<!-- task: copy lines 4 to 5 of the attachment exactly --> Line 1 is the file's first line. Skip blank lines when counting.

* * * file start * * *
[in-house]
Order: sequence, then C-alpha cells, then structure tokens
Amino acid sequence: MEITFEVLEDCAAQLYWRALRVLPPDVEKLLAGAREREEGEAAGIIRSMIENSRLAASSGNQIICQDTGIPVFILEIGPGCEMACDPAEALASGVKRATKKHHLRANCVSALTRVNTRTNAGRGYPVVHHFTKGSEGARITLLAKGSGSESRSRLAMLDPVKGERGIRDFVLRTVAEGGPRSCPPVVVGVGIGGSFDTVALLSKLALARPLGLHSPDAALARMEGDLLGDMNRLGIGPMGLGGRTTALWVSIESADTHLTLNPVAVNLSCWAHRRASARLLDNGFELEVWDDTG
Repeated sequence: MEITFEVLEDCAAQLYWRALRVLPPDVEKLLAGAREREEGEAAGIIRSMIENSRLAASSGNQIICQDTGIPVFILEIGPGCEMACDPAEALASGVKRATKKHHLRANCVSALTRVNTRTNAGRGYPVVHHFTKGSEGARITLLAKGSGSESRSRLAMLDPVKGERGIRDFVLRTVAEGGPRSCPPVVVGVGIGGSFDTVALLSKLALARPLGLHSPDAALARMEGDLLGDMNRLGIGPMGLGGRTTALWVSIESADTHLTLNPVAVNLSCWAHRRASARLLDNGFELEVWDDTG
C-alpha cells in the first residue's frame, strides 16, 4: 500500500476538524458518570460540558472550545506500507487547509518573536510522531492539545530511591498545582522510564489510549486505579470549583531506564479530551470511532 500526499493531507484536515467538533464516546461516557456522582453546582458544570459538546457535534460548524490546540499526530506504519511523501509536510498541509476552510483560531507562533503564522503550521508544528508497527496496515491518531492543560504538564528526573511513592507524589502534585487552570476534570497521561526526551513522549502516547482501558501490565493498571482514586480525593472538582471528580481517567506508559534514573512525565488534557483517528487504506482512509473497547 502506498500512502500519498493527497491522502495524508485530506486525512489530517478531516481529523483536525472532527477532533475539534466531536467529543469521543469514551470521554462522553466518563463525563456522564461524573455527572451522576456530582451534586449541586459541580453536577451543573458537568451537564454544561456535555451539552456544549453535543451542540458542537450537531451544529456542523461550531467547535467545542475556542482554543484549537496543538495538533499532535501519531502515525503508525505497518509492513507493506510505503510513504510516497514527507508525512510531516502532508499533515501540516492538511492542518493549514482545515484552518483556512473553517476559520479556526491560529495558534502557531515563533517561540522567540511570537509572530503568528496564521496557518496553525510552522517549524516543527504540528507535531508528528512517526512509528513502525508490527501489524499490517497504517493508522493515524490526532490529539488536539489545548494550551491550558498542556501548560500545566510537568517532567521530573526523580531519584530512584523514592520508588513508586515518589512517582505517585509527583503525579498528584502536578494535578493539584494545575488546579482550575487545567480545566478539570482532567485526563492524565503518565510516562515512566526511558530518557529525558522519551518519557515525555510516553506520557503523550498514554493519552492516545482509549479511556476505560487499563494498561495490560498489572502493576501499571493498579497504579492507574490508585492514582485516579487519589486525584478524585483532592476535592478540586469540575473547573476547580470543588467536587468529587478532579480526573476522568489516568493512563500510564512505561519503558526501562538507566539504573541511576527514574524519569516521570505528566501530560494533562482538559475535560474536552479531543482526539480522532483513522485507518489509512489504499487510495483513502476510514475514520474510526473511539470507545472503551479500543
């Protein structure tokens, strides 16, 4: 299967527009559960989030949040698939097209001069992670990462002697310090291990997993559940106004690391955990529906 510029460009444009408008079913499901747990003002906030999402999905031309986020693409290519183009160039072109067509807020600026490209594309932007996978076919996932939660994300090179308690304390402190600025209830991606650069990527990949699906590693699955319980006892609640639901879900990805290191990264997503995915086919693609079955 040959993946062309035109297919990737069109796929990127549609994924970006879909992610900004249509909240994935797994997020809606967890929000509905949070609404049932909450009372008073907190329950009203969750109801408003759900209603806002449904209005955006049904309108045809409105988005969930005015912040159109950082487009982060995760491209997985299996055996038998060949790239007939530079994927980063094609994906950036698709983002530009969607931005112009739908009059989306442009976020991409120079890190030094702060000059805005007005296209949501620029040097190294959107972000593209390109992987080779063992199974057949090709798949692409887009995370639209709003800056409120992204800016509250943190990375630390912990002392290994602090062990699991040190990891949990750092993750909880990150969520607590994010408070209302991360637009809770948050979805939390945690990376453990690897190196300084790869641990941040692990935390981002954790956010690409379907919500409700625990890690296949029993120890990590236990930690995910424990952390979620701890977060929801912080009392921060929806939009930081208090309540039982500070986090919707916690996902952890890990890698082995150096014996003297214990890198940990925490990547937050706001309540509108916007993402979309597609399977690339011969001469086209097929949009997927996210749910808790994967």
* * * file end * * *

Repeated sequence: MEITFEVLEDCAAQLYWRALRVLPPDVEKLLAGAREREEGEAAGIIRSMIENSRLAASSGNQIICQDTGIPVFILEIGPGCEMACDPAEALASGVKRATKKHHLRANCVSALTRVNTRTNAGRGYPVVHHFTKGSEGARITLLAKGSGSESRSRLAMLDPVKGERGIRDFVLRTVAEGGPRSCPPVVVGVGIGGSFDTVALLSKLALARPLGLHSPDAALARMEGDLLGDMNRLGIGPMGLGGRTTALWVSIESADTHLTLNPVAVNLSCWAHRRASARLLDNGFELEVWDDTG
C-alpha cells in the first residue's frame, strides 16, 4: 500500500476538524458518570460540558472550545506500507487547509518573536510522531492539545530511591498545582522510564489510549486505579470549583531506564479530551470511532 500526499493531507484536515467538533464516546461516557456522582453546582458544570459538546457535534460548524490546540499526530506504519511523501509536510498541509476552510483560531507562533503564522503550521508544528508497527496496515491518531492543560504538564528526573511513592507524589502534585487552570476534570497521561526526551513522549502516547482501558501490565493498571482514586480525593472538582471528580481517567506508559534514573512525565488534557483517528487504506482512509473497547 502506498500512502500519498493527497491522502495524508485530506486525512489530517478531516481529523483536525472532527477532533475539534466531536467529543469521543469514551470521554462522553466518563463525563456522564461524573455527572451522576456530582451534586449541586459541580453536577451543573458537568451537564454544561456535555451539552456544549453535543451542540458542537450537531451544529456542523461550531467547535467545542475556542482554543484549537496543538495538533499532535501519531502515525503508525505497518509492513507493506510505503510513504510516497514527507508525512510531516502532508499533515501540516492538511492542518493549514482545515484552518483556512473553517476559520479556526491560529495558534502557531515563533517561540522567540511570537509572530503568528496564521496557518496553525510552522517549524516543527504540528507535531508528528512517526512509528513502525508490527501489524499490517497504517493508522493515524490526532490529539488536539489545548494550551491550558498542556501548560500545566510537568517532567521530573526523580531519584530512584523514592520508588513508586515518589512517582505517585509527583503525579498528584502536578494535578493539584494545575488546579482550575487545567480545566478539570482532567485526563492524565503518565510516562515512566526511558530518557529525558522519551518519557515525555510516553506520557503523550498514554493519552492516545482509549479511556476505560487499563494498561495490560498489572502493576501499571493498579497504579492507574490508585492514582485516579487519589486525584478524585483532592476535592478540586469540575473547573476547580470543588467536587468529587478532579480526573476522568489516568493512563500510564512505561519503558526501562538507566539504573541511576527514574524519569516521570505528566501530560494533562482538559475535560474536552479531543482526539480522532483513522485507518489509512489504499487510495483513502476510514475514520474510526473511539470507545472503551479500543